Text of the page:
Doctor of Philosophy (PhD)


Chemical Engineering

Document Type



Fuels used in future high-speed jet aircraft will act as coolants to absorb excess heat produced by the engine, exposing the fuel to elevated temperatures and pressures beyond the fuel’s critical point before entering the combustion environment. Fuels used in this capacity are subject to pyrolysis reactions in the supercritical environment, forming polycyclic aromatic hydrocarbons (PAH) and eventually carbonaceous solids, a disastrous effect for aircraft operation. Thus, it is important to understand how different components of jet fuel will react in the supercritical pyrolysis environment, particularly if their reactions will lead to PAH and/or carbonaceous solids. To better understand these reactions, the model fuel 1-methylnaphthalene, an aromatic component of jet fuel, has been investigated in order to determine the supercritical pyrolysis conditions that form PAH and carbonaceous solids. Experiments have been performed at temperatures ranging from 550 to 650 °C, pressures from 50 to 110 atm, and residence times from 70 to 200 seconds in a supercritical fluid flow reactor. The products have been analyzed by high pressure liquid chromatography (HPLC) with diode-array ultraviolet-visible detection (UV) in series with mass spectrometry (MS), as well as gas chromatography with flame ionization detection and mass spectrometry. Over thirty PAH products have been identified, seventeen of which have never before been reported as products of 1-methylnaphthalene pyrolysis or combustion. A 9-ring PAH product, benzo[cd]phenanthro[1,2,3-lm]perylene, has been identified for the first time as a product of any fuel. The structures of all of the products identified from supercritical 1-methylnaphthalene pyrolysis reveal that in this environment, the two-ring aromatic unit remains intact. Reaction pathways explaining the formation of each product species and yield profiles of the products species at varying temperatures and pressures are presented. All PAH product yields were found to increase with respect to both increasing temperature and pressure, and the largest PAH exhibited dramatic increases in yields at conditions where the onset of solids formation was observed. The conversion of 1-methylnaphthalene conformed to a global first-order kinetic reaction rate, and the pressure-dependent and temperature-dependent parameters of the reaction rate have been calculated with respect to conversion of the reactant.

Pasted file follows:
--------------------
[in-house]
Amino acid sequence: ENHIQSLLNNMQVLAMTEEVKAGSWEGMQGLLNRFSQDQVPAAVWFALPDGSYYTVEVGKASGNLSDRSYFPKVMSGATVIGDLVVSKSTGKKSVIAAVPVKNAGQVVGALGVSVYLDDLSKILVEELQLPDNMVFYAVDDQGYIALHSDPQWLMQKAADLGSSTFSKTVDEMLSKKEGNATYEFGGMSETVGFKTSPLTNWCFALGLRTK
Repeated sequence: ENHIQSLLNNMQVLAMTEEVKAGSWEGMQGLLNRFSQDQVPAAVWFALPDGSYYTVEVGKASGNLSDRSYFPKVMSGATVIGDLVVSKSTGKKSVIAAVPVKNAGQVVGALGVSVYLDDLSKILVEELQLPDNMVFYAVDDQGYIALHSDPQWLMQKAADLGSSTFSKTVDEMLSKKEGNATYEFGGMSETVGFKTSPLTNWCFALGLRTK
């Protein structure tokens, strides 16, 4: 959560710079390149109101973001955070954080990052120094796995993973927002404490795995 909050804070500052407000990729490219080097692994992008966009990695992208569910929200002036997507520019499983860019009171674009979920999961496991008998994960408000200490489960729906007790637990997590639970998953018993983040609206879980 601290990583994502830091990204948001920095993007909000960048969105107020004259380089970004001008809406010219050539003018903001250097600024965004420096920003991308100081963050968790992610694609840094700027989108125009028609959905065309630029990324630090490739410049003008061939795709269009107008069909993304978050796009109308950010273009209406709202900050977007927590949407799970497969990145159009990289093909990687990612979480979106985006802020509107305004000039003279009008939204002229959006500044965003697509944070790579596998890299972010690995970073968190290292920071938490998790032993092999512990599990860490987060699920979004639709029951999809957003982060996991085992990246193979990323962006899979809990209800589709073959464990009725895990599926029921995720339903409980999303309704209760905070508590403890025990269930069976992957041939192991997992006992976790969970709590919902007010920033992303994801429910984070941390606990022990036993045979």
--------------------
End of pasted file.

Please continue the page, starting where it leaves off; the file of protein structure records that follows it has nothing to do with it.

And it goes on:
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Committee Chair

Mary Julia Wornat